The criteria is a location in a central place, with utilities and space enough to accommodate a large number of patients, Parson said.


The largest outbreaks continue to be in the state's urban areas. St. Louis County has almost 500 cases, with another 136 in the city of St. Louis. On the western side of the state, Kansas City reported 119 infections and Jackson County outside Kansas City had 77 more.


Boone County had the largest number outside those two areas, followed by Greene County with 48, Jefferson County with 30 and Cole County with 23.


Boone County reports that 23 people have recovered from COVID-19 and there are 17 known cases of community transmission.


Speaking to the Jackson County Legislature on Tuesday, Charlie Shields, president and CEO of Truman Medical Centers, said there are several models on when and how hard COVID-19 peaks, but that it looks as if "the surge hits probably middle to late April and continues through the first part of May at capacity levels that will be very challenging for hospitals in Missouri."


Social distancing and stay-at-home orders should help to lessen the impact, he said.


"We have to be ready for the surge that is anticipated," he told county legislators.


The employment situation, clearly bad from the national and state statistics last week showing the largest one-week increase in claims in history, continued to worsen.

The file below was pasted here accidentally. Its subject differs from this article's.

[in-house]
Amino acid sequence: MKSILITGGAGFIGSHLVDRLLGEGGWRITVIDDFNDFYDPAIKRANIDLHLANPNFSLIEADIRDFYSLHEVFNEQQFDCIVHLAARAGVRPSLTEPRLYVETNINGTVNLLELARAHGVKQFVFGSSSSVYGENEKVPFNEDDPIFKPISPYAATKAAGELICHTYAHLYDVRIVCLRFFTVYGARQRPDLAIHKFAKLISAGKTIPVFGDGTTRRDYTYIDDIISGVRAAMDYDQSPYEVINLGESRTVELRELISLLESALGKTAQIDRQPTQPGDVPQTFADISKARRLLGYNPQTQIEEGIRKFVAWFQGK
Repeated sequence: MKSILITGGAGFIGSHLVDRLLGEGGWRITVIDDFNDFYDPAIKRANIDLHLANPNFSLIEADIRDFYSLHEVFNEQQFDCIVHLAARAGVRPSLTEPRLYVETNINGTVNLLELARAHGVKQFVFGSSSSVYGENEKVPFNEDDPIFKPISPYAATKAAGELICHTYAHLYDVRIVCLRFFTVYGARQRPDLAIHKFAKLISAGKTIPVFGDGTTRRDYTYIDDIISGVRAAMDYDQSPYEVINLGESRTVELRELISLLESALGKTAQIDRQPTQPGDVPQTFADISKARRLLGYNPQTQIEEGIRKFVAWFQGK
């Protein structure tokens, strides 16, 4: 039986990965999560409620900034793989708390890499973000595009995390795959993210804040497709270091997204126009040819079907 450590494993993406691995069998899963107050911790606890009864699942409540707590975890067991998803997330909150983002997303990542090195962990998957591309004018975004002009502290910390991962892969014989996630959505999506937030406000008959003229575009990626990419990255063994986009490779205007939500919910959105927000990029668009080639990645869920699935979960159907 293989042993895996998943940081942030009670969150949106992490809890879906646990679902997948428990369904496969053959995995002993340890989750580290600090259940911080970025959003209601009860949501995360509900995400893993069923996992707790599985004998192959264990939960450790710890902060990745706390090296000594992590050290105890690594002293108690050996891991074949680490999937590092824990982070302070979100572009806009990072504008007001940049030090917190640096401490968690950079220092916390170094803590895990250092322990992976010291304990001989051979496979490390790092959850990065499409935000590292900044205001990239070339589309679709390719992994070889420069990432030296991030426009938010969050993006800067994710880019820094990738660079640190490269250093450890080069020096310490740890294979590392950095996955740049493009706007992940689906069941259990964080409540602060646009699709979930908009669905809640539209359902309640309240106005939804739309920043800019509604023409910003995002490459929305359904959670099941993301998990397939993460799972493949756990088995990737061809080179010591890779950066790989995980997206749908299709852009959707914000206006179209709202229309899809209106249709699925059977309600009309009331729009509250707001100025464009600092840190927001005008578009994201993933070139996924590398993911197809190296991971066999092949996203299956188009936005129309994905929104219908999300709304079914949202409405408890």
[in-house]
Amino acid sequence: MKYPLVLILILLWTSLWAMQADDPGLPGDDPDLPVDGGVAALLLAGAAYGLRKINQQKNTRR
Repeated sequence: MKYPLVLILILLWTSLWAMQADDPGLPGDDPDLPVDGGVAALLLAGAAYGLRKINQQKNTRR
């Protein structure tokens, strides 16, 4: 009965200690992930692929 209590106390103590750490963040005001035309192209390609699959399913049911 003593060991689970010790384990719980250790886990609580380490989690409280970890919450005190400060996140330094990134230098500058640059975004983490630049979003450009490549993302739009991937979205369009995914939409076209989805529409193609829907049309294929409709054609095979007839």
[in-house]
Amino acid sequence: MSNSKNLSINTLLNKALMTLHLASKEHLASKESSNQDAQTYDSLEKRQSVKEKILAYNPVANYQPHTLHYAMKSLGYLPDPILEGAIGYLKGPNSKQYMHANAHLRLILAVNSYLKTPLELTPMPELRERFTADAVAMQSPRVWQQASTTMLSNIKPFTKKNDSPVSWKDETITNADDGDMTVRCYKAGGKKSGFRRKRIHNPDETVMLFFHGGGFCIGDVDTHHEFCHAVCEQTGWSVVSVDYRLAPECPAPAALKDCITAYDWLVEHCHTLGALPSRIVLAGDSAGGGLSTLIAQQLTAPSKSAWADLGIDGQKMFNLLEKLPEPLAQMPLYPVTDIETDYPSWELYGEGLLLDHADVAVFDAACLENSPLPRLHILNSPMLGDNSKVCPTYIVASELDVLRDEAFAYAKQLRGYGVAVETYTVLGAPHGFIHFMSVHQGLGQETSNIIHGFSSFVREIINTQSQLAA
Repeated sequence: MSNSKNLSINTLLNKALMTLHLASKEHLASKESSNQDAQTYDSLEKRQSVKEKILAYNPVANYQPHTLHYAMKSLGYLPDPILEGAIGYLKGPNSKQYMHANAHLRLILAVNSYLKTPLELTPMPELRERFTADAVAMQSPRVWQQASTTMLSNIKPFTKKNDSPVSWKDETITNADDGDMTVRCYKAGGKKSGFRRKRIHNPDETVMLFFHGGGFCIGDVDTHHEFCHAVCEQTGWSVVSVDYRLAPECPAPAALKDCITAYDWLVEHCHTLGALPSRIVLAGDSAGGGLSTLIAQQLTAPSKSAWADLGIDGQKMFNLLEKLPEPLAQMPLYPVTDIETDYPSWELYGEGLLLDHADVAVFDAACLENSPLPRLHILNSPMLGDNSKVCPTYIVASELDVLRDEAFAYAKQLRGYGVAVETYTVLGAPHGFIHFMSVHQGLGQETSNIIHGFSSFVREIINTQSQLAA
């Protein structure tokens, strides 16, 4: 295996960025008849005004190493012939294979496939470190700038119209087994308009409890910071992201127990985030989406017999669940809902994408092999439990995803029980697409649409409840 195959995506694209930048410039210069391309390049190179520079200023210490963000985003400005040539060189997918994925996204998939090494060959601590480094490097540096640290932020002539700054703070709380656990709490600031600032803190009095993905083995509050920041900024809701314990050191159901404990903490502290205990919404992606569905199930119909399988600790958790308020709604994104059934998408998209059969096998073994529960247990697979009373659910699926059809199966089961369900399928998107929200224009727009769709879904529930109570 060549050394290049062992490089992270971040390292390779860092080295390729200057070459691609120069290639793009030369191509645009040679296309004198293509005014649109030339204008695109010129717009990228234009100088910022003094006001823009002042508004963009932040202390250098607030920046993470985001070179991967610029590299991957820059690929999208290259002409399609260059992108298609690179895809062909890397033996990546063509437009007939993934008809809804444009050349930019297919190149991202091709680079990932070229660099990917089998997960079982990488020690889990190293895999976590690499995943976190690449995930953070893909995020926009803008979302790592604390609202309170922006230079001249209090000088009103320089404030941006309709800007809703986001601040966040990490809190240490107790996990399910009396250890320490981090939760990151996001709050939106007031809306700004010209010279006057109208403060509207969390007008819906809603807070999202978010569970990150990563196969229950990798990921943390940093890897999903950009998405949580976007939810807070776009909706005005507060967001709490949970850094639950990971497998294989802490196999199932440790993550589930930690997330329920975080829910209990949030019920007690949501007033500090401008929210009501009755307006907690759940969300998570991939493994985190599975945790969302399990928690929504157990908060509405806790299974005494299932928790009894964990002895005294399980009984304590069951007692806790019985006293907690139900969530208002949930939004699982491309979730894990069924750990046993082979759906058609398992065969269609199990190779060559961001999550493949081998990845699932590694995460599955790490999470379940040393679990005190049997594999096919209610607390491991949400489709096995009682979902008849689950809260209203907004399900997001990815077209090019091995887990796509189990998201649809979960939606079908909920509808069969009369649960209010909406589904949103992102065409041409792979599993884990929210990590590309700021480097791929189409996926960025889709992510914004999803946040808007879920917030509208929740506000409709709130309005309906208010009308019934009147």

The Missouri Department of Higher Education and Workforce Development on Tuesday posted six new notices from employers making mass layoffs, the most of any day since large dismissals began because of the outbreak. The six employers are collectively laying off 343 employees, the largest at Gaming Partners International in Blue Springs, which is letting go 112 employees. The company is a supplier of gaming tables and equipment for casinos worldwide.


Parson, asked about the economic future, said he expects the state to be back in business when the pandemic ebbs. He said he thinks businesses will rehire all the workers they have laid off.


"I do think the economy has a great opportunity to rebound very quickly," Parson said.


The Missouri Department of Natural Resources announced Tuesday that it is closing four state parks because of overcrowding at 5 p.m. Thursday. They are Castlewood State Park in Ballwin, Elephant Rocks State Park in Belleview, Watkins Woolen Mill State Historic Site and Park in Lawson and Weston Bend State Park in Weston.


Nationally, there were 186,265 confirmed infections in the United States at about 7 p.m. Tuesday, with 3,857 deaths attributed to COVID-19. The numbers reported in the U.S. grew by 27,000 in a day, with the number of deaths up more than 900 in the same period.


Worldwide, there were almost 857,000 confirmed infections, up almost 82,000 in less than 24 hours. Deaths worldwide that are blamed on the coronavirus now total 42,081.


The Blue Springs Examiner and the Associated Press contributed to this report.


All of the Tribune’s coronavirus coverage is being provided free to our readers. Please consider supporting local journalism by subscribing to the Tribune at columbiatribune.com/subscribenow and help keep local businesses afloat at supportlocal.usatoday.com.